Welcome to "From Bohr to Quantum Tech"

Wednesday March 24

New section: Reading List: Quantum Computing and Cryptography Added

Tuesday March 23

Section Q Computing Threads added.

Monday March 22

Section Comment on Quantum Cryptography has been added.

Saturday March 6

Section "Videos" added

Section "Tidbits and Factoids" added

Tuesday March 2

Anthony J. Legget video added to the Quantum Theory and Foundations section. Click Here

Monday March 1

I've added a new section under Quantum Entanglement. It is an extended passage from Tim Maudlin's book "Quantum Nonlocality and Relativity." Click here to go to the new section

And I've added the handouts for lecture two, as well as link to the full lecture, both of which can be seen here.

Sunday Feb 28

Special announcement: After the first lecture, I strongly feel I should not keep the status quo and just follow the planned schedule of lectures. Rather I am altering the course organization, as I want to get quickly to the more concrete aspects of quantum as related especially to quantum cryptography. Therefore, I am "shifting forwards" in the lectures: in lecture two on March 2 we will jump immediately to "Einstein-Podolsky-Rosen" and Schrodinger's Cat. (As opposed to Bohr's Como lecture and the fifth Solvay conference, previously planned for week 2). Having covered "EPR" we will then be in a position to go on to "Second Quantum Revolution" and new technology, in week 3. Weeks four and five I will use for the computing with a brief discussion of q computing, as well as a return to good old Bohr Como lecture and Fifth Solvay.

Thursday Feb 25 

Please note a new article available to read.

Find an essay entitled "Background Issues of Science" 

This essay is of particular relevance to the Fifth Solvay and the general background of quantum foundations.

Monday Feb 22 Remarks Here:


Please note that we have a new section here, in the second tab entitled "Lectures and Supplementals."

Yours completely,


Introductory Greeting Here (posted Feb 5):

A billion thanks for taking this class and I'm glad you're on board.

We have a "dry run" session Tuesday Feb 16th 10:30 AM to 11:45 AM. At this time, we will test the waters and kick the tires of ZOOM, making sure everything works as it ought to work.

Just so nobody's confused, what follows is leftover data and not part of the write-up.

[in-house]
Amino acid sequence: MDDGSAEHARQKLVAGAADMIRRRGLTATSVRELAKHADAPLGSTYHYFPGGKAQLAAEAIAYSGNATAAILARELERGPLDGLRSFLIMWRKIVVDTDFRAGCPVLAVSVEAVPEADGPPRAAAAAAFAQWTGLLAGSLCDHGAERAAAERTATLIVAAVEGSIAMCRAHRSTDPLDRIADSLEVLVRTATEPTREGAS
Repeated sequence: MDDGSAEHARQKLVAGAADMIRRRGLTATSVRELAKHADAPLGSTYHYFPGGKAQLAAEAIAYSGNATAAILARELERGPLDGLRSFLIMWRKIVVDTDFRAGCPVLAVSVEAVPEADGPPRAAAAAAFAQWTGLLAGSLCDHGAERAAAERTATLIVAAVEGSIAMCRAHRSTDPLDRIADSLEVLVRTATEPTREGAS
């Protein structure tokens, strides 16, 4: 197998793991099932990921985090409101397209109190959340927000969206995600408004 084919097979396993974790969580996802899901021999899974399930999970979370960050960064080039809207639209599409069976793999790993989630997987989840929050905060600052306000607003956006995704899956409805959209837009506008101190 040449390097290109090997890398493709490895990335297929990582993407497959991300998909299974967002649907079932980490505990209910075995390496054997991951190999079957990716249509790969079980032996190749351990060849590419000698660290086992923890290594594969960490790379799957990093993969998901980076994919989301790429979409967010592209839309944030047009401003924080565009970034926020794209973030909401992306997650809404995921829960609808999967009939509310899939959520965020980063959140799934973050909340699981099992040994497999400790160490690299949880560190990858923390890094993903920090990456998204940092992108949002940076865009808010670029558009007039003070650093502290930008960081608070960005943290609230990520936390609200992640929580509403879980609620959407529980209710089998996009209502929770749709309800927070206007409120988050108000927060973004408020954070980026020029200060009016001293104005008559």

First regular class session if Tuesday Feb 23rd 10:30 to 11:45 AM and continues for 5 weeks until the final session on Tuesday March 23rd.

My email is jsbell.ontarget@gmail.com

Here's a word or two here about the topic of the class. 

We're talking about quantum mechanics and what might be called the second quantum revolution. Quantum mechanics got its start when physicists in the 1800's noticed that heated objects were radiating amounts of light that did not quite concur with what might be expected if the atomic constituents were obediently following good old Newtonian Mechanics, like everything else at that time was seen to do. The planets all did so, and even double stars were seen to do so - Sir Isaac Newton's powerful theory of 1687 seemed to tell us about objects falling to the Earth, as well as celestial bodies like stars and planets moving through the universe. So why not atoms too?

Beginning with Max Planck in 1900, physicists began chipping away at the strange behavior of the smallest constituents of matter as well as getting a better and better grip on the properties of light. The culmination came in 1927, with Werner Heisenberg, Niels Bohr, Erwin Schrodinger and some others developing a set of mathematical rules that seemed to offer at least a preliminary understanding.

But matters went much further, with Einstein and Schrodinger continuing research into the basic structure of the theory, including the 1935 discovery by Einstein Podolsky and Rosen of quantum entanglement.

Entanglement was not given much attention by the community of physicists in those days, but in 1952 and 1964, David Bohm and John Stewart Bell respectively arrived at spectacular new results that really helped the "second quantum revolution" take flight.

Quantum entanglement is now poised to carry us all to revolutionary and powerful new technologies such as quantum cryptography and quantum computing.

We will cover in this course a little quantum history from the age of Einstein and Bohr to John S Bell, as well as a look into the world of quantum cryptography. We will  very briefly touch on the coming quantum computer revolution, as well.